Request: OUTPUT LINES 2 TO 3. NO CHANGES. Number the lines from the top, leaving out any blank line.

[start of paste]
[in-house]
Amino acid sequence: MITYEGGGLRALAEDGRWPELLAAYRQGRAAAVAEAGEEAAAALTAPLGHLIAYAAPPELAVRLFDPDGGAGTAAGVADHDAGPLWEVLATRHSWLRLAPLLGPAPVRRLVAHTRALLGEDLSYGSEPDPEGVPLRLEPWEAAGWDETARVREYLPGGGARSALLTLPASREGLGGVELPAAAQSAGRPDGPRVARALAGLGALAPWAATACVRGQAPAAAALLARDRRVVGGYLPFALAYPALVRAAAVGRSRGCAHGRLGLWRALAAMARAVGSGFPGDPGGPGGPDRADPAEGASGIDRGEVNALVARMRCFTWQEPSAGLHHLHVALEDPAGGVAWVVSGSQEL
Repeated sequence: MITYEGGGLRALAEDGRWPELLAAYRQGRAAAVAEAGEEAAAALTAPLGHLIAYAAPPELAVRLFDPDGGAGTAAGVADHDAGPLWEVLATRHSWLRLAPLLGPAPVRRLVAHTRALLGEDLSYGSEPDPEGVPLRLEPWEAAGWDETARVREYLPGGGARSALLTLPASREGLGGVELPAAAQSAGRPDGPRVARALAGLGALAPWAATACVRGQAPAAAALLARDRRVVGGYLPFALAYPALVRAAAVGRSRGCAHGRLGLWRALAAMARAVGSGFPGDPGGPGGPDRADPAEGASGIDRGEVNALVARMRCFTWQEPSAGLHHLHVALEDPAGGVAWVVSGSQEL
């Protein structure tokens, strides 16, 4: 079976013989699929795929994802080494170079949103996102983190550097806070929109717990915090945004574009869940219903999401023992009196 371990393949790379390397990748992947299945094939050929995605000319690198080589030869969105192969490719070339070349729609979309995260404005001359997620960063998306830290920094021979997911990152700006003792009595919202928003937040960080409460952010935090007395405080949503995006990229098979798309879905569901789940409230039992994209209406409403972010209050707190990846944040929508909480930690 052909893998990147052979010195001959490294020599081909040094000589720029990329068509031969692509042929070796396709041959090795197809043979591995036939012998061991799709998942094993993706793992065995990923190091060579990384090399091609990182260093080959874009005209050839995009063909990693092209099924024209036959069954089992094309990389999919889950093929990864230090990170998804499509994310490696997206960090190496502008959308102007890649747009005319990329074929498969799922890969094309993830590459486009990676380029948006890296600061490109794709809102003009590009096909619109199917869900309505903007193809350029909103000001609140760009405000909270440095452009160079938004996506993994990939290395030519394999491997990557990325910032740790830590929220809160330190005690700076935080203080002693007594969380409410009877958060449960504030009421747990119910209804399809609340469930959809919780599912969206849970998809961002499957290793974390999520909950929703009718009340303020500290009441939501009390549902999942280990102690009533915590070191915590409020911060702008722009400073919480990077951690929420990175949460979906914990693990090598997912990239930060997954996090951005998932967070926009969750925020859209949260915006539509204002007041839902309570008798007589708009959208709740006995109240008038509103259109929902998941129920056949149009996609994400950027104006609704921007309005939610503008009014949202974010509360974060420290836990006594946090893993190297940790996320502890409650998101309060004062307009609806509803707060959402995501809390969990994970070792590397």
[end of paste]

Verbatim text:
Amino acid sequence: MITYEGGGLRALAEDGRWPELLAAYRQGRAAAVAEAGEEAAAALTAPLGHLIAYAAPPELAVRLFDPDGGAGTAAGVADHDAGPLWEVLATRHSWLRLAPLLGPAPVRRLVAHTRALLGEDLSYGSEPDPEGVPLRLEPWEAAGWDETARVREYLPGGGARSALLTLPASREGLGGVELPAAAQSAGRPDGPRVARALAGLGALAPWAATACVRGQAPAAAALLARDRRVVGGYLPFALAYPALVRAAAVGRSRGCAHGRLGLWRALAAMARAVGSGFPGDPGGPGGPDRADPAEGASGIDRGEVNALVARMRCFTWQEPSAGLHHLHVALEDPAGGVAWVVSGSQEL
Repeated sequence: MITYEGGGLRALAEDGRWPELLAAYRQGRAAAVAEAGEEAAAALTAPLGHLIAYAAPPELAVRLFDPDGGAGTAAGVADHDAGPLWEVLATRHSWLRLAPLLGPAPVRRLVAHTRALLGEDLSYGSEPDPEGVPLRLEPWEAAGWDETARVREYLPGGGARSALLTLPASREGLGGVELPAAAQSAGRPDGPRVARALAGLGALAPWAATACVRGQAPAAAALLARDRRVVGGYLPFALAYPALVRAAAVGRSRGCAHGRLGLWRALAAMARAVGSGFPGDPGGPGGPDRADPAEGASGIDRGEVNALVARMRCFTWQEPSAGLHHLHVALEDPAGGVAWVVSGSQEL